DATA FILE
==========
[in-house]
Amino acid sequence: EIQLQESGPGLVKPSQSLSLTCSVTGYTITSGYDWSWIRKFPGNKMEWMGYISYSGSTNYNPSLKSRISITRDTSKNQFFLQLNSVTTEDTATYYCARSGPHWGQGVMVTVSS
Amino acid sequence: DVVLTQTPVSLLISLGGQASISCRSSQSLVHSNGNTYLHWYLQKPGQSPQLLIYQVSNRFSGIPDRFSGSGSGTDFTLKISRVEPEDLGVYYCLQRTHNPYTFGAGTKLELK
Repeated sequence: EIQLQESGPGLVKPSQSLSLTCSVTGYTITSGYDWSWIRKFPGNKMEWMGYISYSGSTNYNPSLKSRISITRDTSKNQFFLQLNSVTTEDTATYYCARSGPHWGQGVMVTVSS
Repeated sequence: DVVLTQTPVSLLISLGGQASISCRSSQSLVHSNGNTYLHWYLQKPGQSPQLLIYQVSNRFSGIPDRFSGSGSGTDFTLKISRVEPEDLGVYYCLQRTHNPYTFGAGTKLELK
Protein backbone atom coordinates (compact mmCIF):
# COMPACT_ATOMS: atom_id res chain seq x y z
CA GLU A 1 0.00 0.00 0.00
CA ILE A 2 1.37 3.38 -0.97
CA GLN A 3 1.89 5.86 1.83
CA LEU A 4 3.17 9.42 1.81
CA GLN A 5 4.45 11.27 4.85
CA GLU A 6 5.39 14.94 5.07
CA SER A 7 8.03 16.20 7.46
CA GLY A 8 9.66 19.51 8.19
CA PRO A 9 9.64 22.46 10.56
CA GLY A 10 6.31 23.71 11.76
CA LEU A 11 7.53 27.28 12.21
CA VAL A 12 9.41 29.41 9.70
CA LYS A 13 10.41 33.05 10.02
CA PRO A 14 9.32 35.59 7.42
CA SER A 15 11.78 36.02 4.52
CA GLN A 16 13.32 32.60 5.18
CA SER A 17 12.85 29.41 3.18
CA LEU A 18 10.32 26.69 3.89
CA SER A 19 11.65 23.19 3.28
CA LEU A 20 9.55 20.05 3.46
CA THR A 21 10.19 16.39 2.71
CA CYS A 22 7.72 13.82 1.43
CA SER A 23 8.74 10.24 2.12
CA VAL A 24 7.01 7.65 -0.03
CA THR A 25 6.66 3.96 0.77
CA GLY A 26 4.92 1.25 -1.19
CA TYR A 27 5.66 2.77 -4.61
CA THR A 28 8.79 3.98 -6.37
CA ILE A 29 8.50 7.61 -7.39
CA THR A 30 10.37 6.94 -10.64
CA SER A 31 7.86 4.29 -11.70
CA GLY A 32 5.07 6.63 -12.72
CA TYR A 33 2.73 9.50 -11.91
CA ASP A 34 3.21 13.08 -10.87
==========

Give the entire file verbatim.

[in-house]
Amino acid sequence: EIQLQESGPGLVKPSQSLSLTCSVTGYTITSGYDWSWIRKFPGNKMEWMGYISYSGSTNYNPSLKSRISITRDTSKNQFFLQLNSVTTEDTATYYCARSGPHWGQGVMVTVSS
Amino acid sequence: DVVLTQTPVSLLISLGGQASISCRSSQSLVHSNGNTYLHWYLQKPGQSPQLLIYQVSNRFSGIPDRFSGSGSGTDFTLKISRVEPEDLGVYYCLQRTHNPYTFGAGTKLELK
Repeated sequence: EIQLQESGPGLVKPSQSLSLTCSVTGYTITSGYDWSWIRKFPGNKMEWMGYISYSGSTNYNPSLKSRISITRDTSKNQFFLQLNSVTTEDTATYYCARSGPHWGQGVMVTVSS
Repeated sequence: DVVLTQTPVSLLISLGGQASISCRSSQSLVHSNGNTYLHWYLQKPGQSPQLLIYQVSNRFSGIPDRFSGSGSGTDFTLKISRVEPEDLGVYYCLQRTHNPYTFGAGTKLELK
Protein backbone atom coordinates (compact mmCIF):
# COMPACT_ATOMS: atom_id res chain seq x y z
CA GLU A 1 0.00 0.00 0.00
CA ILE A 2 1.37 3.38 -0.97
CA GLN A 3 1.89 5.86 1.83
CA LEU A 4 3.17 9.42 1.81
CA GLN A 5 4.45 11.27 4.85
CA GLU A 6 5.39 14.94 5.07
CA SER A 7 8.03 16.20 7.46
CA GLY A 8 9.66 19.51 8.19
CA PRO A 9 9.64 22.46 10.56
CA GLY A 10 6.31 23.71 11.76
CA LEU A 11 7.53 27.28 12.21
CA VAL A 12 9.41 29.41 9.70
CA LYS A 13 10.41 33.05 10.02
CA PRO A 14 9.32 35.59 7.42
CA SER A 15 11.78 36.02 4.52
CA GLN A 16 13.32 32.60 5.18
CA SER A 17 12.85 29.41 3.18
CA LEU A 18 10.32 26.69 3.89
CA SER A 19 11.65 23.19 3.28
CA LEU A 20 9.55 20.05 3.46
CA THR A 21 10.19 16.39 2.71
CA CYS A 22 7.72 13.82 1.43
CA SER A 23 8.74 10.24 2.12
CA VAL A 24 7.01 7.65 -0.03
CA THR A 25 6.66 3.96 0.77
CA GLY A 26 4.92 1.25 -1.19
CA TYR A 27 5.66 2.77 -4.61
CA THR A 28 8.79 3.98 -6.37
CA ILE A 29 8.50 7.61 -7.39
CA THR A 30 10.37 6.94 -10.64
CA SER A 31 7.86 4.29 -11.70
CA GLY A 32 5.07 6.63 -12.72
CA TYR A 33 2.73 9.50 -11.91
CA ASP A 34 3.21 13.08 -10.87